Right about that time, two riders came over the hill in the opposite direction.
"You going home?" I yelled.
"Yup, all the way back to Madison!"
Turned out to be Chris and Adam, a couple of past Trans Iowa finishers, on their way back to Grinnell via 16 miles of pavements. It took me all of five seconds to decide to drop out right there at mile 24 and join them. Chris was cruising along in good spirits, but Adam was on a mission. He gapped us off within the first five miles and disappeared over the horizon soon after. Chris and I had a pleasant conversation about his recent move to Madison and hope to meet up for a bit of riding soon.
Disappointment? Yes and no. No, I was not disappointed to miss the cutoff. So it was a whole springtime of training—so what? If you aren't enjoying your Trans Iowa training for its own sake, you're probably doing it wrong or should just find something else to do. Yes, I was disappointed to not be able to ride all day, shooting the breeze with friends and meeting challenges out in the boonies. That seems to be Trans Iowa though. You just don't know what's going to happen, and that's part of the attraction.
Next year? Yeah, probably. If it happens.
(2014 report, 2013 report)
Monday, April 13, 2015
Saturday was my final long training ride for TIv.11, and a beautiful day out. The start was chilly, but still and quiet. Tyler, Jacob and I met at the Jenifer St. Market, rolling out at 05:00 on the dot to collect Utah Steve and Harald as we crossed Commonwealth at 05:20.
The cruise down the Badger was pretty easy, and the sun broke over the horizon just about the time we reached Belleville. We rode around the ice stalagmite in the tunnel and Utah Steve peeled off at Monticello to hit New Glarus and points west on his way back to Madison.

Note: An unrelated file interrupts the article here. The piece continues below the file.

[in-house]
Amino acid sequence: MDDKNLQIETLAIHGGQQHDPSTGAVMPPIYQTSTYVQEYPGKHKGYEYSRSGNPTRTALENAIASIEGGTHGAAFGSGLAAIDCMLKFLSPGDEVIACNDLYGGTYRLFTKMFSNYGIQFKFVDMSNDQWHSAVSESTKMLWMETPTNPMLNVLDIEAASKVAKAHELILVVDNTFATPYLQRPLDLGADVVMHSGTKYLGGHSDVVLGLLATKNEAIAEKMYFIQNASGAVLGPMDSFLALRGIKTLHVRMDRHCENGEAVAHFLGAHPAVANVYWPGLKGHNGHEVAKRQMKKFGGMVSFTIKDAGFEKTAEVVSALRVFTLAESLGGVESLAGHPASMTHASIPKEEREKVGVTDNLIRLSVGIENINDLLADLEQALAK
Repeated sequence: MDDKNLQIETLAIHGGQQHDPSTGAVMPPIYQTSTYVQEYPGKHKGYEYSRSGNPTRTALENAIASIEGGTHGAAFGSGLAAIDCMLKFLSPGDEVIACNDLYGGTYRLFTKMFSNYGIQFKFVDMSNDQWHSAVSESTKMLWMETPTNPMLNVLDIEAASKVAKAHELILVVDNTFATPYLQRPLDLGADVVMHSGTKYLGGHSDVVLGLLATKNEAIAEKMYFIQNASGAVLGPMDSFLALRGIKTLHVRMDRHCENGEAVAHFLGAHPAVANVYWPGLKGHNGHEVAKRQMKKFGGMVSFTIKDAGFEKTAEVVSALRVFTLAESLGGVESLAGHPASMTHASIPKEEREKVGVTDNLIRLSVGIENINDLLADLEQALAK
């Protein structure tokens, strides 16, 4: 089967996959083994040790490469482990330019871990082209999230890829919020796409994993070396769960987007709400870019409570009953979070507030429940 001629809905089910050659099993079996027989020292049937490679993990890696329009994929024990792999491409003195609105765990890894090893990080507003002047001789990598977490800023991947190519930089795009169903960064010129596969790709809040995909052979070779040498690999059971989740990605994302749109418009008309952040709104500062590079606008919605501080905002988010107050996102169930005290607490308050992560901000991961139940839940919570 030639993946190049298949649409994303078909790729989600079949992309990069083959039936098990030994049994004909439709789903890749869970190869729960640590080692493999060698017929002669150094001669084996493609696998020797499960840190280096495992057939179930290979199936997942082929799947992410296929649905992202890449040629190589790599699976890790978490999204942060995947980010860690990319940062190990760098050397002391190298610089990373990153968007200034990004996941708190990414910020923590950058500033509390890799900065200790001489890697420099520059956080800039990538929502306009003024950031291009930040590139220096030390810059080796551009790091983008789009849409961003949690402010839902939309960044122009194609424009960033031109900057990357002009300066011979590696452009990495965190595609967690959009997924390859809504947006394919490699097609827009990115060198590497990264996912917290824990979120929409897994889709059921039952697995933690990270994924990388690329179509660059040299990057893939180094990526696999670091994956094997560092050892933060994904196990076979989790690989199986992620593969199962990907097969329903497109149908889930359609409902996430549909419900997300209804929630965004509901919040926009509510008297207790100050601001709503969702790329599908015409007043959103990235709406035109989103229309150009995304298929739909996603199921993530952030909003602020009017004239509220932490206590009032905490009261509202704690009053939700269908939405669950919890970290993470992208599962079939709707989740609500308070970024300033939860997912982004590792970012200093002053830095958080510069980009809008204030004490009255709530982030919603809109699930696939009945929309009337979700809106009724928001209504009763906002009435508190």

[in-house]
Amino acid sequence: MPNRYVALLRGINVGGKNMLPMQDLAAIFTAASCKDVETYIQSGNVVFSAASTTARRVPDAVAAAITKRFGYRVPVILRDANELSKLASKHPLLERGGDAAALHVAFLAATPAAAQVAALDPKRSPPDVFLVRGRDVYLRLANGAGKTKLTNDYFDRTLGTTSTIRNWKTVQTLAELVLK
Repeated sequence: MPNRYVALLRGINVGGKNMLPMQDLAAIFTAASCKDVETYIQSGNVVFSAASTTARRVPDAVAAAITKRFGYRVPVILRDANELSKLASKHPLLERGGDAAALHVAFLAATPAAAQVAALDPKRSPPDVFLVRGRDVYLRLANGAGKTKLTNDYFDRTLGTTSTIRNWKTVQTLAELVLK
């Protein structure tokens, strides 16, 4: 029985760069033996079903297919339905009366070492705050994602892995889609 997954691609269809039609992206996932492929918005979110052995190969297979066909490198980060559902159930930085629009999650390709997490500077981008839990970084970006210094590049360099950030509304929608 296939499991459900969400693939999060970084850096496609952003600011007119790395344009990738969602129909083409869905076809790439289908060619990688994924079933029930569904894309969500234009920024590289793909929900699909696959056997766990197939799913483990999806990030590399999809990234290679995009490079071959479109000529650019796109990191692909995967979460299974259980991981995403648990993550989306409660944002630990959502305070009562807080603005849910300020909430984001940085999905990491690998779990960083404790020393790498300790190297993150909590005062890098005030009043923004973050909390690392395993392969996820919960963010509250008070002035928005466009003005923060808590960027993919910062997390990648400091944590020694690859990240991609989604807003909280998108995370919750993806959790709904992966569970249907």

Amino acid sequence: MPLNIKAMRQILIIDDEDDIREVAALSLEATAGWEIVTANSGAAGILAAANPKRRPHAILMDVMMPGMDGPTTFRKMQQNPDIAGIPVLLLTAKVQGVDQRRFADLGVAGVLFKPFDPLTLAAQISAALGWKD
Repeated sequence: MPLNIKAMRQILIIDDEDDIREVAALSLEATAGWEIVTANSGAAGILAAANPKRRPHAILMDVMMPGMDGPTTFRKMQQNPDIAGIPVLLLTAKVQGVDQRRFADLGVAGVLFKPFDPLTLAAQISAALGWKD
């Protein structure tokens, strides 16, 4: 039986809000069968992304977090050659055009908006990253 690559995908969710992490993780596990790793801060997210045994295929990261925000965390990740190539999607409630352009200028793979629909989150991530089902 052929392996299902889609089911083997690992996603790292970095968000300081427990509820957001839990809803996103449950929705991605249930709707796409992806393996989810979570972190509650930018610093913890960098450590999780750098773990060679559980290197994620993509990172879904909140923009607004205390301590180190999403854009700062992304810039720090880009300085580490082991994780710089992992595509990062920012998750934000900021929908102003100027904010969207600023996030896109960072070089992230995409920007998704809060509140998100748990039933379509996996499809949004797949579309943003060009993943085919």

After hitting the Kwik Trip in Monroe for some eats, we turned off onto the roads headed west and mostly south into Illinois. The wind wasn't much of a factor at this point, coming out of the west-southwest, but made us hopeful for a tailwind on the way home.
I lagged quite a bit for the remainder of the ride. I knew I was riding a heavy (TI-equipped) bike with people who were faster than me, but I think I also wasn't fully recovered from the Hall of Elms ride. I could definitely feel it in my legs. Though I may have been a little frustrated at first, I hadn't advertised this as a no-drop ride, so I hold no ill will. It also occurred to me that it was good practice for resisting the temptation to push outside of my pace and take the long view.
We all stopped in Freeport and Brodhead for resupply. Somewhere north of Brodhead, Harald and Tyler pulled away for good, and Jacob and I were left to finish it off. The anticipated tailwind made matters easier, with one more stop at the KwikTrip in Oregon for a slice of pizza, which really hit the spot!
Finally, this was probably the last of the Trans Iowa training for good, since I'm pretty sure this will be my last Trans Iowa. Barring some unanticipated turn of events, I think a third one will do me.
So begins the taper; next weekend is the Dairy Roubaix, and the following week it's on to TIv.11!
More photos? Over here.
Posted by Michael Lemberger at 12:30 PM
Monday, April 06, 2015
No, not cyclocross, 100+10. More training for TI, this time solo. Started out about 07:35 with almost the full setup, bound for New Glarus, Evansville and the Hall of Elms. The goal was the whole distance at an overall average speed of 12 mph.
Starting out was great with sunshine and a light wind out of the southwest, but it would not remain so. Just about the time I hit the highlands west of town, it had kicked up into a substantial headwind. Combined with driftless hills, the pace ground down to about 10 miles per hour for a while. The crosswind was a little better down near New Glarus, though it leaned the bike sideways and threatened to blow me into traffic.
Turning east was fantastic, and I definitely got back on pace by the time I had reached Evansville. Did a 15-minute stop at the Quickie Mart and continued on to the Hall of Elms.
I had suspected while riding, and later confirmed, that the wind shifted around to the west-northwest and then the northwest as I made my way home. The last 20 miles or so were a real character builder. I was pretty shelled for the Badger game and honestly, for most of the day on Sunday.
|2:53 PM||56 °||NW||16.1||29.9|
Photos over on that other site.
Posted by Michael Lemberger at 1:00 PM